FSIN fires back after Minister of Social Services asks for meeting without provincial Indigenous representation
- EFN Staff | May 02, 2019
Saskatchewan’s Minister of Social Services Paul Merriman, along with other officials, met with the federal Minister of Indigenous Services Seamus O’Regan, as well as national groups such as the Assembly of First Nations. Merriman addressed the media stating that he and his provincial counterparts are feeling left out of Ottawa’s plan to reform child welfare and wanted to speak with O’Regan without any Indigenous organizations present.
These comments were fired back with reaction from the Federation of Sovereign Indigenous Nations (FSIN) on Friday, April 26.
“It’s unfortunate that this is their (Saskatchewan Ministry of Social Services) way of doing business,” said FSIN Chief Bobby Cameron in a media release. “However, our sources within the Saskatchewan Social Services Ministry informed us of their refusal to include Saskatchewan First Nation leadership weeks ago, and even they were ashamed of the Provincial Government’s lack of inclusion. If they are serious about apologizing about past mistakes, then inclusion is the only option because this would prove they are serious and speaking words that hold truth.”
FSIN said that Minister Merriman’s recent comments about being unable to speak with the Minister of Indigenous Services without the inclusion of First Nation representation highlights the troubling stance of the Province of Saskatchewan with regard to respecting the jurisdiction of First Nations over their children. The Minister’s remarks show that he does not see the importance of relationship building as paramount in Nation-to-Nation reconciliation.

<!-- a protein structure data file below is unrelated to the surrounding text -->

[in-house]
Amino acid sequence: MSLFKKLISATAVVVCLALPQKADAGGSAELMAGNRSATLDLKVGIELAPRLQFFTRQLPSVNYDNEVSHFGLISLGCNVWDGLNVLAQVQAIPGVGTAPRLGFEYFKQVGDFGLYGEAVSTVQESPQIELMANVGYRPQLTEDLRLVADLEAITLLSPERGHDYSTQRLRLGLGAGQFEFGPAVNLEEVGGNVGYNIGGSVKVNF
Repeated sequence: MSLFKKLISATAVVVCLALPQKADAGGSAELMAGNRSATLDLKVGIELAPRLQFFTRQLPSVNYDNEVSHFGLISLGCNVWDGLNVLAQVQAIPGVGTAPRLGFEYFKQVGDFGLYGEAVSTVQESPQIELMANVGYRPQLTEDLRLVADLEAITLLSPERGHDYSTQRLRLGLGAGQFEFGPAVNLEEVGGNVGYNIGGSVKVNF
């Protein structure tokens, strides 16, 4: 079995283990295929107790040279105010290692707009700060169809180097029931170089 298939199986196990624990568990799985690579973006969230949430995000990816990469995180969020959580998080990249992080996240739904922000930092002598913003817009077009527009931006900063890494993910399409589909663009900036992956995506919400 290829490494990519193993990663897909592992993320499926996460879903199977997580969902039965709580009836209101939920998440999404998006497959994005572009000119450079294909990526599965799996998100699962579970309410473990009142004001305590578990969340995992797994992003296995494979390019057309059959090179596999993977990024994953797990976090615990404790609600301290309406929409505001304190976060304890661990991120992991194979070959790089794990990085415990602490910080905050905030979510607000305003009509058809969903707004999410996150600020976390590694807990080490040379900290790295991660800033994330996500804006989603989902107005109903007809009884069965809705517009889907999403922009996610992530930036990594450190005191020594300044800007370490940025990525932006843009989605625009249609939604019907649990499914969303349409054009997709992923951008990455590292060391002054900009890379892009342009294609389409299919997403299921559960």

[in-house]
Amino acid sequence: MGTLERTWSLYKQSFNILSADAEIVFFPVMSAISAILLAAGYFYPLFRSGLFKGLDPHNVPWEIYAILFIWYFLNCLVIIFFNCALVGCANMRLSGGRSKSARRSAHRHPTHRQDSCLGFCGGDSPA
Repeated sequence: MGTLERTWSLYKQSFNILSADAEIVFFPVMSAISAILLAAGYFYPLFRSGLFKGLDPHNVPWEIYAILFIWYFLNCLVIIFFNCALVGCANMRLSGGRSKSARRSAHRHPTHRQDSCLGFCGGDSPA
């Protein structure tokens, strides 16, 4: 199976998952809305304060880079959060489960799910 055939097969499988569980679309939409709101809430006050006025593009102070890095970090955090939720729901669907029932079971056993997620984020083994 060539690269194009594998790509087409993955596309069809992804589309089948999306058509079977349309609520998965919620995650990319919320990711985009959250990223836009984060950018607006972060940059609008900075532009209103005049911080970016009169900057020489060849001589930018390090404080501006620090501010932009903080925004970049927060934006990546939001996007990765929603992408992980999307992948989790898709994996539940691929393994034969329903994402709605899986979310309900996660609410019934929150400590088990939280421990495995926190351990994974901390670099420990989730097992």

“They have apologized for the 60’s Scoop yet would not work with us on putting a moratorium on permanent guardianship and adoptions of our children,” said Vice-Chief David Pratt. “You don’t apologize and then continue with business as usual with taking our children away. This government continues to ignore the needs of our children and we will succeed where they have failed.”
Chief Bobby Cameron also stated that the “Provincial Government continues to fail because they do not understand, nor can they can fully comprehend how our First Nation’s Elders and families can help restore our children’s self-esteem, culture, language and identity back to the way it was before Provincial Government interference. Our Treaty and Inherent rights are to be respected at all times and each First Nation will assert their own jurisdiction over their children as they see fit.”
One of the items discussed was Bill C-92, “An Act respecting First Nations, Inuit and Metis children, youth and families.”
Merriman added that he had received the letter from Chief Bellegarde and recognize that “lobbyist” is not the correct word in communicating the important role of National Indigenous Organizations in this discussion.
“My intention was to convey their role as an active party in this discussion that is seeking change to the current system,” he said. “As Minister, my aim is always to put the child first with every action that is taken by our Ministry. A recent example of this is the new agreements we signed with Saskatoon Tribal Council. Together in this agreement, we have put children first and began a journey together toward our shared responsibility to protect the best interests of our children and families for generations to come.”